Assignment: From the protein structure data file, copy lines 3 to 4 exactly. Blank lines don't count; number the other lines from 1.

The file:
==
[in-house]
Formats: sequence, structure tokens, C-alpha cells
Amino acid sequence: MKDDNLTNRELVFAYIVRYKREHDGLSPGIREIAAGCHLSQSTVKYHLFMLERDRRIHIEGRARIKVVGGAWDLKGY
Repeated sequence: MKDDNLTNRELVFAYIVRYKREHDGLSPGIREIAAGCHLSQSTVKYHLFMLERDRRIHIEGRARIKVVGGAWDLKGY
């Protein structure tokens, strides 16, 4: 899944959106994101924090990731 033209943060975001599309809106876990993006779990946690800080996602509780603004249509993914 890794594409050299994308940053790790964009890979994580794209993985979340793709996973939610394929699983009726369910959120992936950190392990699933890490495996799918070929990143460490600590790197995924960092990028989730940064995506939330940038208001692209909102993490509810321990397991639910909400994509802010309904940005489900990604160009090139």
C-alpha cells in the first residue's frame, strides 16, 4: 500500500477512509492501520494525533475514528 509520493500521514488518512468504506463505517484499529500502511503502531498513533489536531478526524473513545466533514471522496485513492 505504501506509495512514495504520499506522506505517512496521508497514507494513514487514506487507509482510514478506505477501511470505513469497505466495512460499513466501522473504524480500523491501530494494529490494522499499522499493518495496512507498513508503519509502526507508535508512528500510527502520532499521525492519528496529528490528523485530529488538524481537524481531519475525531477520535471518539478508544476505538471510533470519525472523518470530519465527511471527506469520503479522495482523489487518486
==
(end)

Amino acid sequence: MKDDNLTNRELVFAYIVRYKREHDGLSPGIREIAAGCHLSQSTVKYHLFMLERDRRIHIEGRARIKVVGGAWDLKGY
Repeated sequence: MKDDNLTNRELVFAYIVRYKREHDGLSPGIREIAAGCHLSQSTVKYHLFMLERDRRIHIEGRARIKVVGGAWDLKGY